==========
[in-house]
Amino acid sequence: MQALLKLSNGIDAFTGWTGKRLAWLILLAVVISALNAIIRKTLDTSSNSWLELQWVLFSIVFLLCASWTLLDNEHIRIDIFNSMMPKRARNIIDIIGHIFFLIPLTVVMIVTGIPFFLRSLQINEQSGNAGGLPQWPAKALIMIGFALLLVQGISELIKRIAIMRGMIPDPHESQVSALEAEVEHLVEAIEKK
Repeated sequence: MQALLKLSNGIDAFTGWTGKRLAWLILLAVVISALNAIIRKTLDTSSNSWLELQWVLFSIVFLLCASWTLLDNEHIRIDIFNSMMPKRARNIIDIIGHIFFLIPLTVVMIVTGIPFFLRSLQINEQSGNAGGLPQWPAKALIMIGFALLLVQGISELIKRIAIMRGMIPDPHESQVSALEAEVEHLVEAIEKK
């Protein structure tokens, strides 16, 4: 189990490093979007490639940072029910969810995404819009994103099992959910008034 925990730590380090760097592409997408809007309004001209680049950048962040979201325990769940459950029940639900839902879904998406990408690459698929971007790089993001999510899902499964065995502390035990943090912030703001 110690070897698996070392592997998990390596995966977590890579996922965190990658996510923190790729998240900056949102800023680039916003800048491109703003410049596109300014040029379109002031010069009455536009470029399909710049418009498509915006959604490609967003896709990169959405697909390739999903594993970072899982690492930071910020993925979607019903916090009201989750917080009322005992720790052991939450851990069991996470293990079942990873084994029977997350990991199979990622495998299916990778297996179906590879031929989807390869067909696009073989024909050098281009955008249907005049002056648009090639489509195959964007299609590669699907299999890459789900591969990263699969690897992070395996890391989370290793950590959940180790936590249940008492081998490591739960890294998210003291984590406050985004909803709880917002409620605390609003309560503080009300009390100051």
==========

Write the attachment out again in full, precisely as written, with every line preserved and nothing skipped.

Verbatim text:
[in-house]
Amino acid sequence: MQALLKLSNGIDAFTGWTGKRLAWLILLAVVISALNAIIRKTLDTSSNSWLELQWVLFSIVFLLCASWTLLDNEHIRIDIFNSMMPKRARNIIDIIGHIFFLIPLTVVMIVTGIPFFLRSLQINEQSGNAGGLPQWPAKALIMIGFALLLVQGISELIKRIAIMRGMIPDPHESQVSALEAEVEHLVEAIEKK
Repeated sequence: MQALLKLSNGIDAFTGWTGKRLAWLILLAVVISALNAIIRKTLDTSSNSWLELQWVLFSIVFLLCASWTLLDNEHIRIDIFNSMMPKRARNIIDIIGHIFFLIPLTVVMIVTGIPFFLRSLQINEQSGNAGGLPQWPAKALIMIGFALLLVQGISELIKRIAIMRGMIPDPHESQVSALEAEVEHLVEAIEKK
């Protein structure tokens, strides 16, 4: 189990490093979007490639940072029910969810995404819009994103099992959910008034 925990730590380090760097592409997408809007309004001209680049950048962040979201325990769940459950029940639900839902879904998406990408690459698929971007790089993001999510899902499964065995502390035990943090912030703001 110690070897698996070392592997998990390596995966977590890579996922965190990658996510923190790729998240900056949102800023680039916003800048491109703003410049596109300014040029379109002031010069009455536009470029399909710049418009498509915006959604490609967003896709990169959405697909390739999903594993970072899982690492930071910020993925979607019903916090009201989750917080009322005992720790052991939450851990069991996470293990079942990873084994029977997350990991199979990622495998299916990778297996179906590879031929989807390869067909696009073989024909050098281009955008249907005049002056648009090639489509195959964007299609590669699907299999890459789900591969990263699969690897992070395996890391989370290793950590959940180790936590249940008492081998490591739960890294998210003291984590406050985004909803709880917002409620605390609003309560503080009300009390100051």